This op-ed, authored by Dr Martijn van der Linden and Vicky Van Eyck was originally published in EU Observer, on 1 March 2024.

Over the next few weeks, the European Parliament will negotiate and vote on legislation for the digital euro. This new form of money could transform the way Europeans handle payments, savings and investments.

An attractive digital euro is a universally accessible form of public (central bank) money that combines the privacy and safety of cash with the convenience of digital transactions. Its purpose is to update cash to the digital age. To achieve widespread accessibility and innovation, access to the digital euro must be possible through a wide range of private and public intermediaries, and use should be free for all consumers.

However, the path to such an attractive digital euro faces significant resistance from the banking sector, which sees this new form of money as a direct threat to its central position in the monetary and financial system.

The European Parliament’s forthcoming deliberations are decisive. The outcome will either pave the way for a competitive digital euro by 2026 or stifle its potential.

Two-year lobbying campaign

Over the past two years, banks and their interest groups have conducted an extensive and highly effective lobbying campaign aimed at minimising the impact of the digital euro on their business model. Their strategy includes securing exclusive meetings with key policymakers, writing letters to the ECB, pushing for a digital euro that uses the existing banking infrastructure, and advocating strict usage limits that effectively undermine the digital euro’s potential.

For example, to prevent the digital euro from becoming a useful store of value and means of payment for larger amounts, the banking lobby proposes to cap digital euro holdings and exclude interest payments.

Such restrictions undermine the digital euro’s potential to provide a real alternative to bank deposits and bank services and protect the privileged position of the banking sector at the expense of a level playing field and wider financial inclusion.

Contrary to the banking sector’s narrative, restricting the functionality of the digital euro could be detrimental to the European economy. It risks stifling competition, hampering innovation and reinforcing an architecture that prioritises the interests of banks over the general public and non-bank payment service providers.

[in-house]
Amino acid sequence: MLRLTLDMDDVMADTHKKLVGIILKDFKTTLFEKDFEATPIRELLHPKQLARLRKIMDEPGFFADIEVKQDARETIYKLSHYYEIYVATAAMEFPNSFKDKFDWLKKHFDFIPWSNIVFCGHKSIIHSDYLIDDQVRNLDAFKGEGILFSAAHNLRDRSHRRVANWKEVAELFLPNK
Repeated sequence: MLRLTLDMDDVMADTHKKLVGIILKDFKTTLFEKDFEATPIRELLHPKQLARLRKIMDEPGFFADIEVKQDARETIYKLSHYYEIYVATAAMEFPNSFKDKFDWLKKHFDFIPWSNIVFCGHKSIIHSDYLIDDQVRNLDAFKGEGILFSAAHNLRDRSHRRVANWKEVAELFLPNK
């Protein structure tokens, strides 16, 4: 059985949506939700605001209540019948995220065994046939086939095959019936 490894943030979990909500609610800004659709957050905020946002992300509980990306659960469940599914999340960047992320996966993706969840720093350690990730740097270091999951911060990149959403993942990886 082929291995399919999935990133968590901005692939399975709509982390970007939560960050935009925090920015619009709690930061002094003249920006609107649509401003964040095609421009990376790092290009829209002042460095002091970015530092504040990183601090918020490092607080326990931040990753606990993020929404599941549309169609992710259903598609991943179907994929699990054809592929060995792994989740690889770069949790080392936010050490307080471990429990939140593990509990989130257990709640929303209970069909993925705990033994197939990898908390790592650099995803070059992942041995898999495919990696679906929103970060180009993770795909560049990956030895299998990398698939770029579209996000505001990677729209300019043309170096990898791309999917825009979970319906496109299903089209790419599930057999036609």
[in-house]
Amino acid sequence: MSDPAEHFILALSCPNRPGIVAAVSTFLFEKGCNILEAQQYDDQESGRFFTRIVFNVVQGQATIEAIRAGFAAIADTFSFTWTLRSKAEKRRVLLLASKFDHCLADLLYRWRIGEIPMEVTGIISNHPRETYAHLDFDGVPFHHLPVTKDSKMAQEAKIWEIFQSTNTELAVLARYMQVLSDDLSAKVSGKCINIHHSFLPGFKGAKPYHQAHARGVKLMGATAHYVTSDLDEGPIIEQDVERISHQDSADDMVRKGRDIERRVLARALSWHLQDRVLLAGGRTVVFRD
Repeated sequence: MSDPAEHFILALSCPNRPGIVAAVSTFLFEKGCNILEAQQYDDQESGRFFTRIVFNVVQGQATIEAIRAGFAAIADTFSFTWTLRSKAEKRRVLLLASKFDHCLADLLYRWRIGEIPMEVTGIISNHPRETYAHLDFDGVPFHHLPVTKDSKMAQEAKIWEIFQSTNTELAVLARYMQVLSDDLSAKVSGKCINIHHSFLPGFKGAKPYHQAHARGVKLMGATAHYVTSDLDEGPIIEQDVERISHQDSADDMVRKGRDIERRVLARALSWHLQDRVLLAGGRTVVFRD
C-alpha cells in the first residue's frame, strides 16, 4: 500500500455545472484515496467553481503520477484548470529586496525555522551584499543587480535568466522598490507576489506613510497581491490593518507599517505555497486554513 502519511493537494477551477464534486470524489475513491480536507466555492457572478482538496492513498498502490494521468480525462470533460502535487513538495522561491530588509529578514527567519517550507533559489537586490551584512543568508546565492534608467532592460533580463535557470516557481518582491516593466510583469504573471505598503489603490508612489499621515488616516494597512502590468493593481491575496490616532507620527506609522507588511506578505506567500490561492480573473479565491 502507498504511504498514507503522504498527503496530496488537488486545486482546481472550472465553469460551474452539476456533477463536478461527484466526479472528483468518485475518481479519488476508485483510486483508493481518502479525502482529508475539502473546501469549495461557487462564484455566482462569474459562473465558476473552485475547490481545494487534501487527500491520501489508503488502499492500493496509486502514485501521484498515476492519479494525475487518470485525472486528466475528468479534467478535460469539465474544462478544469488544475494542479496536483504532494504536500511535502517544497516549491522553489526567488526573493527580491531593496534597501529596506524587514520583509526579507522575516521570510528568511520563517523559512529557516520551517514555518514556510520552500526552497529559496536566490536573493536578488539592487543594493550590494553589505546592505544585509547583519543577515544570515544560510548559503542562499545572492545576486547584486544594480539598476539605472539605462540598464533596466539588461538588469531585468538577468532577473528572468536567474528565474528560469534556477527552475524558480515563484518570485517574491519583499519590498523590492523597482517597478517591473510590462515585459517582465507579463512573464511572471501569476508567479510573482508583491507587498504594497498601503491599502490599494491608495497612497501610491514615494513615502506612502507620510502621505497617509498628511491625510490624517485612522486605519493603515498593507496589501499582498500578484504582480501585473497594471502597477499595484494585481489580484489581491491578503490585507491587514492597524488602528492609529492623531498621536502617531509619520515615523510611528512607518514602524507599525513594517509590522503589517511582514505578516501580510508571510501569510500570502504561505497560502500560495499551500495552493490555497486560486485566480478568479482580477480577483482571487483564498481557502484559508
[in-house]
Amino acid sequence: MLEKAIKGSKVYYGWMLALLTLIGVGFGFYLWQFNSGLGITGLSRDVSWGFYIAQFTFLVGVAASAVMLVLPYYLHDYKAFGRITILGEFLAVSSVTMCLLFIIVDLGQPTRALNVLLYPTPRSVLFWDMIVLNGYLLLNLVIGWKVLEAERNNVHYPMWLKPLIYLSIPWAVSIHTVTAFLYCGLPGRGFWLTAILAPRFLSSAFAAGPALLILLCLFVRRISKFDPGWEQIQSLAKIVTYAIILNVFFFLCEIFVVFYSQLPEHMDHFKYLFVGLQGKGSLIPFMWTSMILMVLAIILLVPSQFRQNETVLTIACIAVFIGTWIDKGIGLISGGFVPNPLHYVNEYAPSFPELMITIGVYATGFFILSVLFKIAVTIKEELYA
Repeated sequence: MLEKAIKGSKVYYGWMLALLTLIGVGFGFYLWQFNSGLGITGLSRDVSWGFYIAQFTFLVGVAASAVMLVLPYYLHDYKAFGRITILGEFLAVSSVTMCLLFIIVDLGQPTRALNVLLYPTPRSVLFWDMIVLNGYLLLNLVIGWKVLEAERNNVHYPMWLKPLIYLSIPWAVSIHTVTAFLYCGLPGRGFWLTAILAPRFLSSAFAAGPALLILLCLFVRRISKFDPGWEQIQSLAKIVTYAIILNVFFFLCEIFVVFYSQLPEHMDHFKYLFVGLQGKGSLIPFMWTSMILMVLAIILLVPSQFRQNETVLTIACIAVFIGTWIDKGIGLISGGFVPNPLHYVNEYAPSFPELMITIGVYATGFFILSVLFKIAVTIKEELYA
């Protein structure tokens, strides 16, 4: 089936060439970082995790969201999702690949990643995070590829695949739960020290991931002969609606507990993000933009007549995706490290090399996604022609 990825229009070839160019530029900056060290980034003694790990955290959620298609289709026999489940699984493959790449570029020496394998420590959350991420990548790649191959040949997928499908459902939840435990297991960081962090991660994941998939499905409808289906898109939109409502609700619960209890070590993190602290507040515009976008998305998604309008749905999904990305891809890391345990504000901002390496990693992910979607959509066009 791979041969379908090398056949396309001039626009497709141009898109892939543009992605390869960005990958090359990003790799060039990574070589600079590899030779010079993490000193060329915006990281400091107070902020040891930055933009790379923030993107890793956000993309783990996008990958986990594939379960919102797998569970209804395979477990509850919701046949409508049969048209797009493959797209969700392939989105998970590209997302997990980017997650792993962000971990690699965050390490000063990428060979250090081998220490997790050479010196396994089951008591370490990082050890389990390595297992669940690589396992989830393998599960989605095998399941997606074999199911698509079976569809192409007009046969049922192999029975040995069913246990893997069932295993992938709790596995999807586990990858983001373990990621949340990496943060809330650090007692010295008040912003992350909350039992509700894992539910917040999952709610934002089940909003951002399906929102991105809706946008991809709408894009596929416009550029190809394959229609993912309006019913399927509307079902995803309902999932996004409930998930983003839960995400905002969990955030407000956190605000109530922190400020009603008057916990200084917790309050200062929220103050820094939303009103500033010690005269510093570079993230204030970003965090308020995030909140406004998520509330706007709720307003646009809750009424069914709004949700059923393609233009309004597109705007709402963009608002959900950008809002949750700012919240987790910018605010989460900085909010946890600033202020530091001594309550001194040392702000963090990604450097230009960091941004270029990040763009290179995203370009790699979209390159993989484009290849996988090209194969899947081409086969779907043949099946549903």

Bankers often claim that an attractive digital euro is a threat to financial stability. This claim is unsupported by empirical evidence and ignores the ability of non-bank financial intermediaries to fill any gaps in the market. The digital euro would likely lead to more diversity and a more market-based financial landscape in Europe.

However, to give banks time to adapt, it makes sense to introduce the digital euro initially with restrictions. These restrictions should then be gradually relaxed to increase the usability of the digital euro and foster greater competition.

As Europe deals with the introduction of the digital euro, the decision-making process must be transparent, inclusive and based on the public interest. To date, the development process has been disproportionately influenced by the banking lobby and, as a result, the digital euro’s potential to promote a more efficient, equitable and innovative monetary and financial ecosystem is at risk.

The way forward is a careful reassessment of the intended role(s) of the digital euro. Lawmakers should resist the anticompetitive proposals of the banking sector and embrace a vision of the digital euro that serves the collective interests of Europeans.

This means that the digital euro must be attractive, accessible and beneficial to all. The deliberation process must be free from the disproportionate influence of an industry that has much to lose from a level playing field for payment services and financial intermediation.

In conclusion, the debate on the digital euro is not so much a technocratic and legislative affair as a defining political moment in the history of Europe’s money and payments system. It is an opportunity to redefine the future of money, payments and financial intermediation in a way that is in line with the principles of inclusiveness, fair markets and innovation.

Europeans deserve a digital euro that transcends the narrow interests of the banking lobby and embodies the promise of a fairer and more competitive monetary and financial landscape.


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